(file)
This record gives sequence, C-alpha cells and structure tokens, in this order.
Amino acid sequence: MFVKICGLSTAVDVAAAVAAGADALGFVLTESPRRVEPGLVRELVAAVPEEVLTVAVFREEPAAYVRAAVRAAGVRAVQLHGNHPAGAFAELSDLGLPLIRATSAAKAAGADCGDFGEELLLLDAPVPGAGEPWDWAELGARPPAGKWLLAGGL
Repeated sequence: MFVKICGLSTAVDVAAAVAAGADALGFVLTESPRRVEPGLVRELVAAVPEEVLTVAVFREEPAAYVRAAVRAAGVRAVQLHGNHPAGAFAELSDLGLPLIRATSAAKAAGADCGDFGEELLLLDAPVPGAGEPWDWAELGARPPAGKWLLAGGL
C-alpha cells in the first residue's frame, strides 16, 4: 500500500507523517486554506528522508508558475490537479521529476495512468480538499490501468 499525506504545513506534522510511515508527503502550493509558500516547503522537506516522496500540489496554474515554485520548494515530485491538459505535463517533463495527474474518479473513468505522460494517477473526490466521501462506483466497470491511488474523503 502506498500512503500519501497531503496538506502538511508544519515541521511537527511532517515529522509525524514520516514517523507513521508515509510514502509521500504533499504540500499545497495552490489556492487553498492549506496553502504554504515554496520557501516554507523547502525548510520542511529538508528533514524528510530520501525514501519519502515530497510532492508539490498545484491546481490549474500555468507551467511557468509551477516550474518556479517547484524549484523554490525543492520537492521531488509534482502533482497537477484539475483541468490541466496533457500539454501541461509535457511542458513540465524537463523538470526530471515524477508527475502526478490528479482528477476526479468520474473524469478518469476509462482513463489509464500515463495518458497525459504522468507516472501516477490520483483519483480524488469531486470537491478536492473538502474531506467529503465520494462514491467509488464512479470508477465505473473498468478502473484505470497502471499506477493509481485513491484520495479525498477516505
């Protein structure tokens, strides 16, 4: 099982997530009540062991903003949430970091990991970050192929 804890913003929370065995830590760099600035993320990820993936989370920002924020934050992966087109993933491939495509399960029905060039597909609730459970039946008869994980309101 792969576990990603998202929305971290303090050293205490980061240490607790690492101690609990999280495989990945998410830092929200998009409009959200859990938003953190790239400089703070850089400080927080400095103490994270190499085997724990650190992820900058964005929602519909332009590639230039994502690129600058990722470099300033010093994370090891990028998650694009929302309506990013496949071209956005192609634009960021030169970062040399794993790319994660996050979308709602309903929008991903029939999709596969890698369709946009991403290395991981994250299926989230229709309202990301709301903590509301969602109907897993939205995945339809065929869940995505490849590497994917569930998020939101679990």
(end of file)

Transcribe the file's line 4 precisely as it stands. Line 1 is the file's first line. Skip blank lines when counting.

C-alpha cells in the first residue's frame, strides 16, 4: 500500500507523517486554506528522508508558475490537479521529476495512468480538499490501468 499525506504545513506534522510511515508527503502550493509558500516547503522537506516522496500540489496554474515554485520548494515530485491538459505535463517533463495527474474518479473513468505522460494517477473526490466521501462506483466497470491511488474523503 502506498500512503500519501497531503496538506502538511508544519515541521511537527511532517515529522509525524514520516514517523507513521508515509510514502509521500504533499504540500499545497495552490489556492487553498492549506496553502504554504515554496520557501516554507523547502525548510520542511529538508528533514524528510530520501525514501519519502515530497510532492508539490498545484491546481490549474500555468507551467511557468509551477516550474518556479517547484524549484523554490525543492520537492521531488509534482502533482497537477484539475483541468490541466496533457500539454501541461509535457511542458513540465524537463523538470526530471515524477508527475502526478490528479482528477476526479468520474473524469478518469476509462482513463489509464500515463495518458497525459504522468507516472501516477490520483483519483480524488469531486470537491478536492473538502474531506467529503465520494462514491467509488464512479470508477465505473473498468478502473484505470497502471499506477493509481485513491484520495479525498477516505